Have you been doing some research on your own about financing high end real estate only to be confused about some of the words being used? If so, you’re not alone. In fact, the lending industry is somewhat famous for making up its own “lending lingo” with its fair share of loan terms, acronyms and nicknames. Further, individual lenders can even label their own version of loan programs that in essence are no different than a loan offered at another mortgage company. The fact is that in most instances mortgage lenders approve jumbo loan applications using the same basic set of guidelines. Lenders can label a jumbo loan program something like “Silver Jumbo” or some such to try and distinguish its loan programs from competitors.
Another set of terms that sound remarkably similar and can confuse potential borrowers is the difference between High Balance Conforming and Jumbo. At first glance they do seem to describe the very same loan program but in reality they’re not. Let’s explain.
Jumbo loans are so called because the loan amounts are higher than a conforming loan limit. Conforming loans are those that “conform” to guidelines established by Fannie Mae and Freddie Mac. Lenders who approve loans using standards issued by these two mortgage giants have the ability to buy and sell conforming loans as long as the loans were in fact approved using these standards. One of the guidelines for Fannie and Freddie is the maximum loan limit which was raised just this year for the first time in a decade. The conforming loan limit for 2017 is $424,100, up from $417,000. Any mortgage greater than that amount is referred to as a jumbo loan. Or is it?
There is another class called high balance conforming. High balance conforming loans are indeed conforming loans using Fannie and Freddie guidelines yet the maximum loan amount is greater than in most parts of the country. Why do some areas have high balance conforming loans while most other areas do not? Fannie recognizes that median home values in some areas are much greater compared to others and the median home price for the area typically exceeds the existing conforming loan limit. In such areas deemed “high cost” Fannie and Freddie make allowances for these higher values with the high balance loan program. A high balance loan program will have rates just slightly above those reserved for the standard maximum loan limit. A high balance loan limit is at 115% of the median home price for the area with a maximum of $636,150.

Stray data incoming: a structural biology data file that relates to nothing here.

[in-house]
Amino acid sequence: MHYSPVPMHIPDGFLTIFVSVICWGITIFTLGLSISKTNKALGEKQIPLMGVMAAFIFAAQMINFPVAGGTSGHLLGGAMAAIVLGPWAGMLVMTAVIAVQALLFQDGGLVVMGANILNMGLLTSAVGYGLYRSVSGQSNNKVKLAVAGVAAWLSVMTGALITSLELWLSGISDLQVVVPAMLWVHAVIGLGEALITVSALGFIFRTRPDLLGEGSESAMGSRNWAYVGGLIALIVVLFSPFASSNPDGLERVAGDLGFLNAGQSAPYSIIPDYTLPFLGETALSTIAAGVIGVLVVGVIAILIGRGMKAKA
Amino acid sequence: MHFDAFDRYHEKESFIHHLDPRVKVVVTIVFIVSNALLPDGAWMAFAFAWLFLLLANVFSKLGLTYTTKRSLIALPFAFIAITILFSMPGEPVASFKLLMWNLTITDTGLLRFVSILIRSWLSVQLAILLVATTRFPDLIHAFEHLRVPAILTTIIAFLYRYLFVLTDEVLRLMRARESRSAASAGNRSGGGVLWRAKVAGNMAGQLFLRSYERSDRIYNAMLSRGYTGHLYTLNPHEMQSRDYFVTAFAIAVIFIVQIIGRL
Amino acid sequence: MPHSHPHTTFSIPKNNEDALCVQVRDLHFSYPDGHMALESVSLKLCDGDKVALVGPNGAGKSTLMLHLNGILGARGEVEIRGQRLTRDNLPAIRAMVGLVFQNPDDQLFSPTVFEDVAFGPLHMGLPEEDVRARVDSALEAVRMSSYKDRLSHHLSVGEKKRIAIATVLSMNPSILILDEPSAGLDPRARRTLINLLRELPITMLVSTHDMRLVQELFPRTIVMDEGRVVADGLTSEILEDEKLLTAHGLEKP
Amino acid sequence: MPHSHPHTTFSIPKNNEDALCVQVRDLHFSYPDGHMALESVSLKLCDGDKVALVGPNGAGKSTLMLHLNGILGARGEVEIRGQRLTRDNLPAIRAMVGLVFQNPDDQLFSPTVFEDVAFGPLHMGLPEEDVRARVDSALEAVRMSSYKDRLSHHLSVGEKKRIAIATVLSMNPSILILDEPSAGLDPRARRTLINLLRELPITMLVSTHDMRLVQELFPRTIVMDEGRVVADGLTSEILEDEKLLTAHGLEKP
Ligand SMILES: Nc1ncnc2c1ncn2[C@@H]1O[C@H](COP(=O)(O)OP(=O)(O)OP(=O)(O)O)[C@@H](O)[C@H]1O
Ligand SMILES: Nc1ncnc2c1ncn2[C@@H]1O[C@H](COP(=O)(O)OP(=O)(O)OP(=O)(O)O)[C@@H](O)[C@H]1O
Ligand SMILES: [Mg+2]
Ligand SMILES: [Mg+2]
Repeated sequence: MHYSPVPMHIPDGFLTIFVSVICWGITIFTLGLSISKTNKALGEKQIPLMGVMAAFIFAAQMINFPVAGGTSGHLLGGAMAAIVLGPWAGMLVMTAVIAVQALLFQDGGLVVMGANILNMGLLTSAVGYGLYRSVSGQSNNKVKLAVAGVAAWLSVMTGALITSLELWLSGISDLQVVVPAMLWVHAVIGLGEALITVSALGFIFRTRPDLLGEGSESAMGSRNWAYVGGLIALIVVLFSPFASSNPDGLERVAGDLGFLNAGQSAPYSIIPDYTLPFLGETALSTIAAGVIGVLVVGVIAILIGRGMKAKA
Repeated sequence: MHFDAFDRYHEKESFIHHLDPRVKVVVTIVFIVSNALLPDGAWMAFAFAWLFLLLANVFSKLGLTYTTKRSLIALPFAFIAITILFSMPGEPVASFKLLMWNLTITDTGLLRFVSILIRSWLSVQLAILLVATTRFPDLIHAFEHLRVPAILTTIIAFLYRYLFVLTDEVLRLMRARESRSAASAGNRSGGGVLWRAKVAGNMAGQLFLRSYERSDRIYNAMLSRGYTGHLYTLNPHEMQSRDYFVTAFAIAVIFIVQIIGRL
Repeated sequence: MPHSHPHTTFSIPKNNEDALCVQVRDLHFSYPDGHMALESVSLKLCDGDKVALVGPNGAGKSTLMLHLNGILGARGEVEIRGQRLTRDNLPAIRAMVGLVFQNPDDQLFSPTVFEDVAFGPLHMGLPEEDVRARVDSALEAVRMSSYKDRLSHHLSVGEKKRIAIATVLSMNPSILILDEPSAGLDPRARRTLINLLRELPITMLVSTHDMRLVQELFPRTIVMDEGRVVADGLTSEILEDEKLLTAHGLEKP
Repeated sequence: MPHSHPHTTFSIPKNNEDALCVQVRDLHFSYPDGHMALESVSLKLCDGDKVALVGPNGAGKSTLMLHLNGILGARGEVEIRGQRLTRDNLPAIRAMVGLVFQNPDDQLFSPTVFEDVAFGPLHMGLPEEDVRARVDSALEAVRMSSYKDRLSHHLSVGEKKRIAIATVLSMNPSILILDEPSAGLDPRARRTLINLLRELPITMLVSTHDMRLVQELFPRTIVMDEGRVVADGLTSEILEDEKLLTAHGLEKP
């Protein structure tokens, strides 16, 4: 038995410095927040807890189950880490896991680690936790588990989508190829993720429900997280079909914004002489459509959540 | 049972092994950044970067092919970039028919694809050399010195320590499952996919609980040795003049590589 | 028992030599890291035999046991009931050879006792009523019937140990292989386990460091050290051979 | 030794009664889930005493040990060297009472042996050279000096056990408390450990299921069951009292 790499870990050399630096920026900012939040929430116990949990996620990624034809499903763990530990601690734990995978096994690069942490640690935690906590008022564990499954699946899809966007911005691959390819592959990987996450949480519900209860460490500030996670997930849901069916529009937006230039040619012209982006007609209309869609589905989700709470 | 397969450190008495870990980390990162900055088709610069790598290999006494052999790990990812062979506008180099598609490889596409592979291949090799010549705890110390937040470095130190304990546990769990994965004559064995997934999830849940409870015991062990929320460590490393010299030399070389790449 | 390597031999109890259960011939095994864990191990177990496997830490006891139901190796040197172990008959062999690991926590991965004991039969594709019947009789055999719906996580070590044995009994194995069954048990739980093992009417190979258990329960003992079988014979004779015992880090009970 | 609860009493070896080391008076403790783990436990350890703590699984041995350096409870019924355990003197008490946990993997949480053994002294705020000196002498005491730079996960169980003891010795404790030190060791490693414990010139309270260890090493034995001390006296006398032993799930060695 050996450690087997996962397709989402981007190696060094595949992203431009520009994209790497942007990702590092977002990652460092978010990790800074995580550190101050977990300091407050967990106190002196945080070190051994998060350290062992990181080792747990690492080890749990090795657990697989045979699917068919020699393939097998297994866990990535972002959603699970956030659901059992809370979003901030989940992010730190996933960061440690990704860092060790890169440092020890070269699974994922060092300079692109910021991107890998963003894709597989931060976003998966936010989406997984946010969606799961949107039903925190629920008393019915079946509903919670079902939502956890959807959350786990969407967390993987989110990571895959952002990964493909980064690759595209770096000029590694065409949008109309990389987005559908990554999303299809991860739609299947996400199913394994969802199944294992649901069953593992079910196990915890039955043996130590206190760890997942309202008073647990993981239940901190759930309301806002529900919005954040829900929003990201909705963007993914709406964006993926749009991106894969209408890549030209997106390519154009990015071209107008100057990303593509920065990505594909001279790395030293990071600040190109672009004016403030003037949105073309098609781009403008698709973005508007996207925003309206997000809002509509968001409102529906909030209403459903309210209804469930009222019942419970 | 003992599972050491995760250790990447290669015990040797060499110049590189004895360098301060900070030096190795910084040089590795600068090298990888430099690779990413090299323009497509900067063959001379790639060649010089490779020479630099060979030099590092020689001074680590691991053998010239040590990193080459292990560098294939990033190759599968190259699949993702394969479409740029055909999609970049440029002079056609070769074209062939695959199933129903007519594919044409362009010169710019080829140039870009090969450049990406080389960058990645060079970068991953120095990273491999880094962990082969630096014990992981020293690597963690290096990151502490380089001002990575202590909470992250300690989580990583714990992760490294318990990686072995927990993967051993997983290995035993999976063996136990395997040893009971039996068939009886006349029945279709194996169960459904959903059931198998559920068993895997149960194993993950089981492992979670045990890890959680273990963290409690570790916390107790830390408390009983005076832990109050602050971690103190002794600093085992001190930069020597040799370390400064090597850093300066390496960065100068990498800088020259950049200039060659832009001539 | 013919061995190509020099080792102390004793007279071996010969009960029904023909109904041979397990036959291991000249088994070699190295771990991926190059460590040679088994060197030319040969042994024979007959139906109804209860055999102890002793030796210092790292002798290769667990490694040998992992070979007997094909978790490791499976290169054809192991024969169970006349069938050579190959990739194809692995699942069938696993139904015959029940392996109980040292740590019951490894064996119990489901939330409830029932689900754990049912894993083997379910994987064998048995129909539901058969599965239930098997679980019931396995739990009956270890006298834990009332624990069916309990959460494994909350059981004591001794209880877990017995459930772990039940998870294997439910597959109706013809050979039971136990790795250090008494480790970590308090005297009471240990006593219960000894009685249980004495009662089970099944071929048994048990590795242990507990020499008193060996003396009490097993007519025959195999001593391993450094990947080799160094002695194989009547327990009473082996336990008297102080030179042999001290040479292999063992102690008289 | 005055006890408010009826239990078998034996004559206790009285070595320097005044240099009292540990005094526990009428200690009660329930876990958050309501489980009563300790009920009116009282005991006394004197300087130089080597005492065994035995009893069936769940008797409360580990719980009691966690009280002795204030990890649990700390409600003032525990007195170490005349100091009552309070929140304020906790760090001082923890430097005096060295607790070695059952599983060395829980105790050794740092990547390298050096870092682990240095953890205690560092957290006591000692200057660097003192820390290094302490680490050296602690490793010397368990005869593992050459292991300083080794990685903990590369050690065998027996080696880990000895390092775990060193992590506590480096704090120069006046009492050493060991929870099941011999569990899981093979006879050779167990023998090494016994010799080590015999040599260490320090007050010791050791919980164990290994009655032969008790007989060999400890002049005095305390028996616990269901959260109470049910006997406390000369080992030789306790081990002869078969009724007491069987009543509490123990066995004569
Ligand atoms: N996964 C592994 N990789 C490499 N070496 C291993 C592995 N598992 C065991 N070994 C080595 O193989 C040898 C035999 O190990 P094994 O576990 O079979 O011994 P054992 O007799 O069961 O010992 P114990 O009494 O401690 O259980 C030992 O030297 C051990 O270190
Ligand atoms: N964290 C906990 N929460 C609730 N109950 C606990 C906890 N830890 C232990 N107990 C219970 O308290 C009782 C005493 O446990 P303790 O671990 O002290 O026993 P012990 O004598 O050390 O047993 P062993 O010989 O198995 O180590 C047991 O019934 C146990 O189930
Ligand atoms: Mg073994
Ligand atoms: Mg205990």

However, a jumbo loan can actually be lower than a high balance loan in areas not deemed high cost. In these areas, a jumbo loan is any mortgage amount greater than $424,100 yet in high-cost areas a jumbo loan amount is anything higher than the high balance limit, or $636,150. For example, the conforming loan limit in places like Dallas, Phoenix, St. Louis, Tampa, Kansas City is $424,100 and is not considered a high cost area, which means a jumbo loan is anything greater than $424,100. In many parts of coastal California (Los Angeles, Orange, Ventura, Santa Barbara County, among others) the conforming loan limit is can be as high as $636,100. So any loan amounts that exceed this would be considered a jumbo mortgage.
The fact is these terms are not interchangeable but do describe real estate values in specific areas. Jumbo loan interest rates can be higher than conforming ones albeit by not very much. If you’re in a high cost area or you think you are and want to get a rate quote, it’s best to speak with a loan officer and describe your scenario. Many different 10% down and even 5% down jumbo loan options are available today for qualified buyers.
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